What similarities do you see in Israel’s wanderings in the wilderness and God’s people living just prior to the Second Coming of Jesus? (See 1 Corinthians 10:1-11.)
Throughout history, God’s people have been roaming in the wilderness as they seek the Promised Land. This wilderness has many faces. Right now, it looks like an endless media barrage, the constant beeps of incoming messages, and the deep roar of interminable entertainment. It tries to sell us pornography as love and materialism as the answer to our problems. If we just could be a bit fitter, a bit younger, a bit more affluent, a bit sexier — that would take care of all our problems.
Like the Israelites, we are restless in our search for peace, and so often we look for it in the wrong places.
How did the Israelites react to God’s judgment in Numbers 14:39-45?
Israel’s reaction to the divine judgment is typical. “We have sinned,” they said. “We will go up to the place which the LORD has promised” (Numbers 14:40).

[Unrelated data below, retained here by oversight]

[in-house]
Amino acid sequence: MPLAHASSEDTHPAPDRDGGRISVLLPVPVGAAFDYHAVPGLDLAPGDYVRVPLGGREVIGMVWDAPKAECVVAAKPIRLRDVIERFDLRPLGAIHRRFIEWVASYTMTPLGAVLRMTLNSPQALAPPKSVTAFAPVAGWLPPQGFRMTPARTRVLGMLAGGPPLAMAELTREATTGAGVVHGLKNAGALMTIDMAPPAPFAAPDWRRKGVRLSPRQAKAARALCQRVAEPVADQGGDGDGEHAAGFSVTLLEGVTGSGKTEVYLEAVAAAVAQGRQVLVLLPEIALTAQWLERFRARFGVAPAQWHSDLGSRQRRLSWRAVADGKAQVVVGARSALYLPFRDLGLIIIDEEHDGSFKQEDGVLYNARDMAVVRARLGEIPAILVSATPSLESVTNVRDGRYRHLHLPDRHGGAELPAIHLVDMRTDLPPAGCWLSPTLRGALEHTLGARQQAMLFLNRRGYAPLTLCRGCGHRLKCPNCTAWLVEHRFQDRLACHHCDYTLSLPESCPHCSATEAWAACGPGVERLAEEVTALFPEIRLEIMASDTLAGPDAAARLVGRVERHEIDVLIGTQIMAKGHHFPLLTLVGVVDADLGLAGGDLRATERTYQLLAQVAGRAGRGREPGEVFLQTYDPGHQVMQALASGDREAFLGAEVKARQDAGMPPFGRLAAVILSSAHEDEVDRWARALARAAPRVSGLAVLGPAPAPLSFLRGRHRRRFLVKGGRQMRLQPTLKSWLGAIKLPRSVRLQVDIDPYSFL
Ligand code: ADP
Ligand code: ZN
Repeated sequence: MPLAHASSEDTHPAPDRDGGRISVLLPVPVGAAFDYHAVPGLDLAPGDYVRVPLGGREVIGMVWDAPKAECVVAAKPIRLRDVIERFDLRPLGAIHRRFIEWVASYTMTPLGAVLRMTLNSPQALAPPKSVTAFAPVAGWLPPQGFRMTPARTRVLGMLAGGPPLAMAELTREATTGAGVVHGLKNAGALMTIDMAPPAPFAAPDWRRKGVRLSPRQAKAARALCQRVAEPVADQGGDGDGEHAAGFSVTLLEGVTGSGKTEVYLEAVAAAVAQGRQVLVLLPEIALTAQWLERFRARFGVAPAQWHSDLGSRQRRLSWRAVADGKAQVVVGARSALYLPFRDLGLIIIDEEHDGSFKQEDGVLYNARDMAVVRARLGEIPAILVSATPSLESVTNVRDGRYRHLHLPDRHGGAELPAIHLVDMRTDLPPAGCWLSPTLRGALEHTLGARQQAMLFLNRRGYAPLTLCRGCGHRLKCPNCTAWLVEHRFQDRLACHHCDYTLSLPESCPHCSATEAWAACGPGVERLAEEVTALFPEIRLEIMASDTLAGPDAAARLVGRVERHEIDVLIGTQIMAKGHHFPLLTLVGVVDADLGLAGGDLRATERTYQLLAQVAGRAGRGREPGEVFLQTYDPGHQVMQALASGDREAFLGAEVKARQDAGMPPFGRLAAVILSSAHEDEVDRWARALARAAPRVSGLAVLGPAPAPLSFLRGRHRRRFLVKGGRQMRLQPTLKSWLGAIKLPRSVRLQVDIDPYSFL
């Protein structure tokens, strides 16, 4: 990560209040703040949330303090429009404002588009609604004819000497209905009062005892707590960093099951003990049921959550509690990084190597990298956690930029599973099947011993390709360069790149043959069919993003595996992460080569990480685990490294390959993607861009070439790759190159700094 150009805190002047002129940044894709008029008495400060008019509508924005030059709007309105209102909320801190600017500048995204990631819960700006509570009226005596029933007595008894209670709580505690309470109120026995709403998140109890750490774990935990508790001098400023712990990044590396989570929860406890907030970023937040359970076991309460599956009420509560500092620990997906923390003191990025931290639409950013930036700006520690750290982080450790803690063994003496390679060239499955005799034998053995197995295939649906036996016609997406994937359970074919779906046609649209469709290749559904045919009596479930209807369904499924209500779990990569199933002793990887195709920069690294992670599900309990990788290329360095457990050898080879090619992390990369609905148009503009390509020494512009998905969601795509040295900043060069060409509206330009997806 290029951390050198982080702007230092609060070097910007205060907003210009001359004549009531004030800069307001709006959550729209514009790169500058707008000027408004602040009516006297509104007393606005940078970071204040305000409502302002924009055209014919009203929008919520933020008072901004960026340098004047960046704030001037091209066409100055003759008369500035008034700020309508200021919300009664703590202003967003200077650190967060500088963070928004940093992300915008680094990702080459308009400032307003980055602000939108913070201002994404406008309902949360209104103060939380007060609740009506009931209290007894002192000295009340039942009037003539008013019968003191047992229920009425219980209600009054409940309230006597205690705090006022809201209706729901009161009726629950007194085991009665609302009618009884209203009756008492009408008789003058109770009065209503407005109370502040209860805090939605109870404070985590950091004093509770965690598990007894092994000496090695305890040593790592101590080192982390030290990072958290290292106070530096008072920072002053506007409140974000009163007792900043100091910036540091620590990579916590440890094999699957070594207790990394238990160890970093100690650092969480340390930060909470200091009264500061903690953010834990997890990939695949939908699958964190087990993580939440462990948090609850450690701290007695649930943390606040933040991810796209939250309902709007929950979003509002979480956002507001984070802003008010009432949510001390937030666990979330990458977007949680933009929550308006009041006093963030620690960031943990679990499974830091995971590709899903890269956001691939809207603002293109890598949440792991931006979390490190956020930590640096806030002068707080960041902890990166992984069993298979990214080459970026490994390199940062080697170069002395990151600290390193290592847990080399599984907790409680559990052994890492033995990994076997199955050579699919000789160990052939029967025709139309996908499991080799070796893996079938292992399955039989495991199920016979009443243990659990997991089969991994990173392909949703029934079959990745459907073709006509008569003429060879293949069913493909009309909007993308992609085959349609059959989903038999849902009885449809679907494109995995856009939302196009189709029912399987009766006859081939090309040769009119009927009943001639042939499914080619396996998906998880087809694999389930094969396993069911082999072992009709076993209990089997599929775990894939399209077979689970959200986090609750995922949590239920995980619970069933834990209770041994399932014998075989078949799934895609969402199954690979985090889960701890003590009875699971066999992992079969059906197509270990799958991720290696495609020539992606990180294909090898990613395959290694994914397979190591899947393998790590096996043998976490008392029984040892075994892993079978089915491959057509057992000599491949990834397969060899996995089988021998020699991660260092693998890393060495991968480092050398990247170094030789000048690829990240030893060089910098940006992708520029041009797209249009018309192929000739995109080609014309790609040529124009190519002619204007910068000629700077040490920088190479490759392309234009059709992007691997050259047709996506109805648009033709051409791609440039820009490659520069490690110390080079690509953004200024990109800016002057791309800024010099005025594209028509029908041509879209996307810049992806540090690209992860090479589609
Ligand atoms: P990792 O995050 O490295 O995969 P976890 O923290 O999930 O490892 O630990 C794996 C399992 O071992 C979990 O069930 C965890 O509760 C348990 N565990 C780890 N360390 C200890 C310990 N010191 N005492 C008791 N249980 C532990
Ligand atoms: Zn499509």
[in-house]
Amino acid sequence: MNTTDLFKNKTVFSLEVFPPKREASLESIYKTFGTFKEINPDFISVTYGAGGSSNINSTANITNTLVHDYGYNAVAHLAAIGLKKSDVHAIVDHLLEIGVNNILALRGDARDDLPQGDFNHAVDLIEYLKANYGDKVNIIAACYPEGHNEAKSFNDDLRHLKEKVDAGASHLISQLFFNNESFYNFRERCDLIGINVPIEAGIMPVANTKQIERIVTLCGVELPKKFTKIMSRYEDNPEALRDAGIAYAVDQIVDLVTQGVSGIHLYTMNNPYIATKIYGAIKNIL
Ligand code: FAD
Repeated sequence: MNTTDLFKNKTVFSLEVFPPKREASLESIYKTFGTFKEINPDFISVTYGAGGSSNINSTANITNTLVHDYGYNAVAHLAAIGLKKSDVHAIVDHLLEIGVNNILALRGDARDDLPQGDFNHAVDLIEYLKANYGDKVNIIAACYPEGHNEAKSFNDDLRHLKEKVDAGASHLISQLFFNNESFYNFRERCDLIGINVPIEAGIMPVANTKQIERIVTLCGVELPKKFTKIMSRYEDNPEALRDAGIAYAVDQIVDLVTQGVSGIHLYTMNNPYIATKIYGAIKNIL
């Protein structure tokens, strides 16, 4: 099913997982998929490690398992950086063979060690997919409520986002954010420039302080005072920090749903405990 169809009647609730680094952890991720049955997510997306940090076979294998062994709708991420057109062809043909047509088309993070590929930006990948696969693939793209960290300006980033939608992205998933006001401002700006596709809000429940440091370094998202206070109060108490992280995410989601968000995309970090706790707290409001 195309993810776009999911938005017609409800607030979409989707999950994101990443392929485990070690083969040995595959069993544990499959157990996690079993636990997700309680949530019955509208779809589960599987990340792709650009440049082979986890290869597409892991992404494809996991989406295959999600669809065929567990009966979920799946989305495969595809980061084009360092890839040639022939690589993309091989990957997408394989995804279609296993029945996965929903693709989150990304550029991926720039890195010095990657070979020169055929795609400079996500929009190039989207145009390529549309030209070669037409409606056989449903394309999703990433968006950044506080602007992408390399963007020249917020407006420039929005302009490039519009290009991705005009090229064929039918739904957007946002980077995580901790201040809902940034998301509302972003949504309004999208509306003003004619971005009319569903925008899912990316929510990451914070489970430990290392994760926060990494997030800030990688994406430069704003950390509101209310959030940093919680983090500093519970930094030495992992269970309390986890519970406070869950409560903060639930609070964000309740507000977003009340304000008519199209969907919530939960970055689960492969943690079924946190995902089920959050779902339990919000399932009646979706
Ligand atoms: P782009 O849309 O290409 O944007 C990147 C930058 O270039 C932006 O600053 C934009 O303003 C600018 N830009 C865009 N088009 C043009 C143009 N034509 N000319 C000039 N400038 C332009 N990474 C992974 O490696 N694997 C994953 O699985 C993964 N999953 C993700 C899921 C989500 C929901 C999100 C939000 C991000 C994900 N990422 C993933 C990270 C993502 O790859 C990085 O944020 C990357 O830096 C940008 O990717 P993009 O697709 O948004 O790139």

Half-hearted commitment is like a poorly administered vaccination — it doesn’t work. Today, doctors recommend a Hepatitis B vaccination right after birth within the first 24 hours of life. That’s a good beginning. However, following that first shot, if there are not two or three booster vaccinations administered at the right time and in the right doses, then there is no protection against Hepatitis B whatsoever.
Israel’s rebellious turnaround, reported in the last verses of Numbers 14, results in death and disappointment as the Israelites now refuse to accept God’s new directions and stubbornly launch an attack without the ark of the covenant or Moses’ leadership.
Presumption is costly; presumption leads to death. Very often, presumption is powered by fear. Because we are afraid of something, we make decisions that we later regret.
|Think about a time you acted on faith and a time you acted on presumption. What was the crucial difference?|